Golub human resources specialist Barbara Kessler was on-site Tuesday in Malta to take applications and speak to potential applicants. It’s a role she fills regularly at several stores in the region, and it has seemed unending in the past year.

“I think it’s the same as you’re finding with all of these other industries — retail, restaurants. It’s a national challenge,” she said.

Price Chopper/Market 32 managers express pride at their workforce stepping up in the spring of 2020, keeping the stores open and mostly stocked when the public health crisis created a surge in shoppers’ demand for groceries.

But not everyone was comfortable having so much interaction with the public as COVID-19 spread, then or now.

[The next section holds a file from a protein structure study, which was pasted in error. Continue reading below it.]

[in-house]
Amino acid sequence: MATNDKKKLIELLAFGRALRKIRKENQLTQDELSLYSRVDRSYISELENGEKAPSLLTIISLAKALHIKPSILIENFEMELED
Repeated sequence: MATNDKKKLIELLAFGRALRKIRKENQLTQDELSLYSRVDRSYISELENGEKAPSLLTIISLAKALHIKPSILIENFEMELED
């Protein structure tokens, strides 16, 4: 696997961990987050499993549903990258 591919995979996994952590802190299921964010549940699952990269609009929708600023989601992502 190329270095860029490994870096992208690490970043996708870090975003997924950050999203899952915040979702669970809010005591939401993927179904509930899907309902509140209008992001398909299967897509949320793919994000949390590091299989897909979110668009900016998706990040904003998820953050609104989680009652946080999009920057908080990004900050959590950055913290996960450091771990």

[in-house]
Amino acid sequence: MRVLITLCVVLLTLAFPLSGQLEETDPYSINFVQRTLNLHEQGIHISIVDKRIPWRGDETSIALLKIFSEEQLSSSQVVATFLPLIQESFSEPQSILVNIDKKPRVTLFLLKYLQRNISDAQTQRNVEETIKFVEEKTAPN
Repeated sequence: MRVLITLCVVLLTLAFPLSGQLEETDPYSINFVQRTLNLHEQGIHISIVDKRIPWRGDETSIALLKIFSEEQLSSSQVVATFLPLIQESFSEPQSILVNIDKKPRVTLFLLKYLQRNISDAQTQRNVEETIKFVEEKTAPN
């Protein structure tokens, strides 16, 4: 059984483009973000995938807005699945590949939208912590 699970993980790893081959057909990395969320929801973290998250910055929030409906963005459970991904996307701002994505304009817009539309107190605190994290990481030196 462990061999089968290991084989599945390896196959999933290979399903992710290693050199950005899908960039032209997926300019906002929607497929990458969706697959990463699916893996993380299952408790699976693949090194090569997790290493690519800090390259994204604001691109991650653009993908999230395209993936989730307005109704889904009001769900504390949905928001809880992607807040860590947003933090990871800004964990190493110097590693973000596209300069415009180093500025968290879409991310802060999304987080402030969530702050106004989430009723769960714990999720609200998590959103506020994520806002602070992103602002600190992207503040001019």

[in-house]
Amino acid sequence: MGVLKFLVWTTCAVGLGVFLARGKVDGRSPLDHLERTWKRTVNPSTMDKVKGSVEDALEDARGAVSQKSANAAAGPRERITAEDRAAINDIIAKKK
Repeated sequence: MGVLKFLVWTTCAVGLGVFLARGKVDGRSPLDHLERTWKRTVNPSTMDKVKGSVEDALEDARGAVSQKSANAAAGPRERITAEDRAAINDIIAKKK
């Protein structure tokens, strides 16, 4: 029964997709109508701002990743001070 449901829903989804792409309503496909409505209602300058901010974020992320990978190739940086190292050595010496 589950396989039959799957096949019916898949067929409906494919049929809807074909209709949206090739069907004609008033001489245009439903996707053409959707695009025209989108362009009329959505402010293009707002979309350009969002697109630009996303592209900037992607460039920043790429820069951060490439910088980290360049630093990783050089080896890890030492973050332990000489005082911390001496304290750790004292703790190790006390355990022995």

“Our applicant flow through COVID decreased by almost half,” Gerasia said, and the growing number of new infections being reported now won’t help that. “With the numbers creeping back up, it makes us nervous,” Gerasia said.

However, she attributes Price Chopper/Market 32’s hiring problems not as much to COVID as to competition: Other companies are just as desperate to draw from the same inadequate labor pool.

Gerasia acknowledges the term “minimum wage” isn’t a great recruiting tool, even if it mainly applies to high-schoolers with no work experience.

“We’ve tried a lot of different things in terms of pay,” she said, calling it a delicate balance to strike.